This 117-page spiral bound nature notebook makes it fun and easy to get into nature study! Sections are divided by the four seasons (plus one Any Time section) and there are clear activities suggested for you to do, such as leaf collection or drawing, scavenger hunts done on a nature walk, description prompts (seamlessly pulling writing skills into the process), drawing and observation prompts, tie-ins with poetry and illustration, collection ideas (Seeds, rocks, flowers, leaves, etc.), and much more.
True Confession: I have always loved the idea of getting the kids out in nature, but honestly never understood what purposeful thing we were supposed to “do” aside from just take a walk and see things that we might talk about, etc. Having these suggested activities is a terrific way to get started and get over that hump of not really knowing what to do. The fact that you can jump around from one activity prompt to another is handy for families since it flexes with your needs and wishes. You can easily let the children pick what they’d like to do for your outing, and there is plenty that the kids can do as self-led nature study right in your own back yard! I also appreciate that there are plenty of things in the Nature Notebook that you can do indoors. Whether you have weather or personal needs that keep you inside, you can definitely keep going and let nature study be a part of your everyday school life.
Any age child can use this notebook, and you could use a fresh Nature Notebook year after year, since the observations you make and collections you form, etc. will be fresh and different. I also appreciate that you don’t have to finish this in one year. If you aren’t avid nature walkers, if you’re having a baby and not able to get out much this year, or simply had nature study fall of your radar for awhile, each child can still enjoy and treasure their Nature Notebook over several years and get so much out of it!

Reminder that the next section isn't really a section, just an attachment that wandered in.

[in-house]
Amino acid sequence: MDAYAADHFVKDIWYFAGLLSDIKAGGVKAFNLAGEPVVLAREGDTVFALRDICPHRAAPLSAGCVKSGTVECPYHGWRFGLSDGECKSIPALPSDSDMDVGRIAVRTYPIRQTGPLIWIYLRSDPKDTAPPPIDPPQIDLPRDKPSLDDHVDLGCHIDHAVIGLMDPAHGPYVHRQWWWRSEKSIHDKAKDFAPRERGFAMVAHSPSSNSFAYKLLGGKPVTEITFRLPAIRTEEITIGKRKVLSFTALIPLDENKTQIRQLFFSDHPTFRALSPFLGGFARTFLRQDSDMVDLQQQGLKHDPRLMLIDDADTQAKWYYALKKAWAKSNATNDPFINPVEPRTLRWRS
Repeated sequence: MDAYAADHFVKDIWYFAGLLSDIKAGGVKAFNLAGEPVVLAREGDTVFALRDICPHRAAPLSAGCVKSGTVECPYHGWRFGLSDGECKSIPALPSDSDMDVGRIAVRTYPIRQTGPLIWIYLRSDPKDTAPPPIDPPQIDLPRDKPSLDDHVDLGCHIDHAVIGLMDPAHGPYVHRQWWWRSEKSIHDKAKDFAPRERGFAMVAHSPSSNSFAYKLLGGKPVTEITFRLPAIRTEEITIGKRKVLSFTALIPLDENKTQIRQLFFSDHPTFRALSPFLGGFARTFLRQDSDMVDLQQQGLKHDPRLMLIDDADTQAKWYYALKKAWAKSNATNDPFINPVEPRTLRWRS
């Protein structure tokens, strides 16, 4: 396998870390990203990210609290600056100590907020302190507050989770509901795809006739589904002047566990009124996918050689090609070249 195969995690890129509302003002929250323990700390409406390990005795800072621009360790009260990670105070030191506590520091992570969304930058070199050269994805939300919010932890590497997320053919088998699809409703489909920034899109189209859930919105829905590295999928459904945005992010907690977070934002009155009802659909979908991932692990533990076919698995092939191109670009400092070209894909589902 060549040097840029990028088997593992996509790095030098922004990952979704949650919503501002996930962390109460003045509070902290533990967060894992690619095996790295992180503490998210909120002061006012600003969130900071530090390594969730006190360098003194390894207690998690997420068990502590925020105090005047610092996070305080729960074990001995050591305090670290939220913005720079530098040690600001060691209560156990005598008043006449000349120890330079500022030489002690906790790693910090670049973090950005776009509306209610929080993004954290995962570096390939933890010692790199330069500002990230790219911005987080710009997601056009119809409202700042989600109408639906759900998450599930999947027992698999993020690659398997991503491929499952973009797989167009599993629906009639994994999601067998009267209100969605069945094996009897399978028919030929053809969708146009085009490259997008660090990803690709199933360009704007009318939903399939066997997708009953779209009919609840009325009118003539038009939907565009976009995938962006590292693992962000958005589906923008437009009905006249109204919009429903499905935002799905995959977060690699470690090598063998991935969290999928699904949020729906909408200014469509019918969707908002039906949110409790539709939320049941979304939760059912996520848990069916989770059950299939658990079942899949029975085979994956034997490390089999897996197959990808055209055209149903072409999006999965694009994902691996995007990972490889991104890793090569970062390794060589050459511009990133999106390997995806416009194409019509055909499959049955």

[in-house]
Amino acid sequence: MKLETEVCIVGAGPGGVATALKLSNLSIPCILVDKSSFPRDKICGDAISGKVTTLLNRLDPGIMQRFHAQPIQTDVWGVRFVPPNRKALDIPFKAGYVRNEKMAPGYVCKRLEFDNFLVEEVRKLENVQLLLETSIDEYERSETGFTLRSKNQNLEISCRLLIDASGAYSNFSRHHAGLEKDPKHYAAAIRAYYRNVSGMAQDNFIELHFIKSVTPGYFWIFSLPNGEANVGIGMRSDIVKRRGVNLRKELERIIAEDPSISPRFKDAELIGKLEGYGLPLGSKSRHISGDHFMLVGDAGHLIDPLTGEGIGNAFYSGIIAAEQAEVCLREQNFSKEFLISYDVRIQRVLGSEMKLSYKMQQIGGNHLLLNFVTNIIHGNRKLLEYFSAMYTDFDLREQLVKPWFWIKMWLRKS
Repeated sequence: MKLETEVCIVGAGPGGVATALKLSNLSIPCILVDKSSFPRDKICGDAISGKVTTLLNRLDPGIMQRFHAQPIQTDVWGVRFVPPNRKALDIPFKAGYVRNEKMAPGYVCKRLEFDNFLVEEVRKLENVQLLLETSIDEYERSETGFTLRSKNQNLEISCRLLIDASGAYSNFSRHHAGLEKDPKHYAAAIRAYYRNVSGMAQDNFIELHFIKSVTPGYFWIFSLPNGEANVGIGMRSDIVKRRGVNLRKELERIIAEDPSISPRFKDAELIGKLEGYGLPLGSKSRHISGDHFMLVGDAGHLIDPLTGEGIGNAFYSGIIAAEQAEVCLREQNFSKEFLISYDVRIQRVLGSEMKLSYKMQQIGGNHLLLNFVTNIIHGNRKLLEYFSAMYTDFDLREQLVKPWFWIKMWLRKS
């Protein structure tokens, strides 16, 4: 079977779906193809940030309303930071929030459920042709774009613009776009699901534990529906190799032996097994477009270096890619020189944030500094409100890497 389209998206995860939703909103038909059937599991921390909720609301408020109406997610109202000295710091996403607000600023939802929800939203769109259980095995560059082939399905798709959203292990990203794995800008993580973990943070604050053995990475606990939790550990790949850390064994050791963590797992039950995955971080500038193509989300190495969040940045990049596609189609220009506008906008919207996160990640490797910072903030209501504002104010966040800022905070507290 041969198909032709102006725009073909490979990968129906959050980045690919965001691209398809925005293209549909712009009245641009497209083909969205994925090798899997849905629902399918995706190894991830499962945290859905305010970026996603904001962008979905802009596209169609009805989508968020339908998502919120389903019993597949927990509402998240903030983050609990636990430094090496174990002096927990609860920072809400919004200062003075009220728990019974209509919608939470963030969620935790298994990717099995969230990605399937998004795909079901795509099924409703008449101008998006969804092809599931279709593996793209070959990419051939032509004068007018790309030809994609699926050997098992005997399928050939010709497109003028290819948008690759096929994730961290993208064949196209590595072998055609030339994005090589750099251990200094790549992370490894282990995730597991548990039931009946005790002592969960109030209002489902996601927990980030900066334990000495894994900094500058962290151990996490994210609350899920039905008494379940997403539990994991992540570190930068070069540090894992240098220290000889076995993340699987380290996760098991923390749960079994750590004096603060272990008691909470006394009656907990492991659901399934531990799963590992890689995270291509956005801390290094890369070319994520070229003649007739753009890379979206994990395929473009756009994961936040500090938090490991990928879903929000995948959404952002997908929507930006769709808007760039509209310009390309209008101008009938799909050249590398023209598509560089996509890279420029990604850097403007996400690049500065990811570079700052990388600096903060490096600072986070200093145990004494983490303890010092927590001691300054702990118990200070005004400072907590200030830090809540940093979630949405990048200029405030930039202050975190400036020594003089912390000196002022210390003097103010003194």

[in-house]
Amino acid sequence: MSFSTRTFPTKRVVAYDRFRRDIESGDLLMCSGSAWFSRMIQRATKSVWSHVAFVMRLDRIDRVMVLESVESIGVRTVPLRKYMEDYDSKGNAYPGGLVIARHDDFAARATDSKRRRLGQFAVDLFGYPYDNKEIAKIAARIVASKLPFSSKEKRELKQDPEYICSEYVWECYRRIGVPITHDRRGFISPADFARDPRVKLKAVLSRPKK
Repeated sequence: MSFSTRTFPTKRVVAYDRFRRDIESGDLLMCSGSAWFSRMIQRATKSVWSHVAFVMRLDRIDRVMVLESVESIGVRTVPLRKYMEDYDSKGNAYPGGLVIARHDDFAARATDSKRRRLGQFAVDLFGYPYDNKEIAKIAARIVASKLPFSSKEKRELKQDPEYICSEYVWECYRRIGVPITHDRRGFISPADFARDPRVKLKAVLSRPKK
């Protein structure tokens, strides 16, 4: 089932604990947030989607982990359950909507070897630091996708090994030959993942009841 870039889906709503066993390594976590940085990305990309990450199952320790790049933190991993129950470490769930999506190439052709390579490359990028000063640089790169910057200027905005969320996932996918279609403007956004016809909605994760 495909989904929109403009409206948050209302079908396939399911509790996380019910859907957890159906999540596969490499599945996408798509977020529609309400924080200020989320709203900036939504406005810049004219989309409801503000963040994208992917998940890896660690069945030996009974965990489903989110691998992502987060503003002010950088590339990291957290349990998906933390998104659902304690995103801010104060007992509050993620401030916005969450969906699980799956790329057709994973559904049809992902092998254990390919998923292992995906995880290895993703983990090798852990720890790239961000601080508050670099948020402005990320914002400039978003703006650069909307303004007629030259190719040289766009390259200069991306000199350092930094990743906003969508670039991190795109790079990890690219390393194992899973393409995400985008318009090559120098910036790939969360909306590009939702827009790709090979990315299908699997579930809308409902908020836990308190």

One aspect of the Nature Notebook that I found myself questioning was that there are some nature “scrapbooking” type activities suggestions that I am not sure how they would practically work. For example, gluing leaves onto pages seem like they would make it hard for the book to close, the leaves would eventually dry and get crushed and make a mess, etc. The bark rubbing activity seems like it has great potential to get the book pages ripped and would be awkward to accomplish with the page still attached to the book. I love the inclusion of these activities, but I think I would copy those particular pages on my home scanner/printer and provide a fresh stand-alone page for the kids to do those activities on instead. A 9×12 plastic storage box might be a perfect spot to store your Nature Notebook, plus all collections, nature treasures, and three-dimensional projects where they are more protected and can be enjoyed again and again.
Like the Creative Writing Notebook, the Nature Notebook doesn’t directly include any religious elements, so this is an item that will work for all families and all ages. The Nature Notebook sells for just $12.
Get The Good and the Beautiful annual reading list for FREE!
Each year The Good and the Beautiful publishes a popular reading list, and subscribers to their newsletter can get it for FREE! They also sometimes give away freebies, so this is a great way to make sure you don’t miss a thing. You can subscribe on their home page by clicking here.
I am so excited that The Good and the Beautiful is offering a wonderful giveaway for us, and it is open to residents of ALL COUNTRIES!
5 winners will be selected to receive a free copy of the Creative Writing Notebook,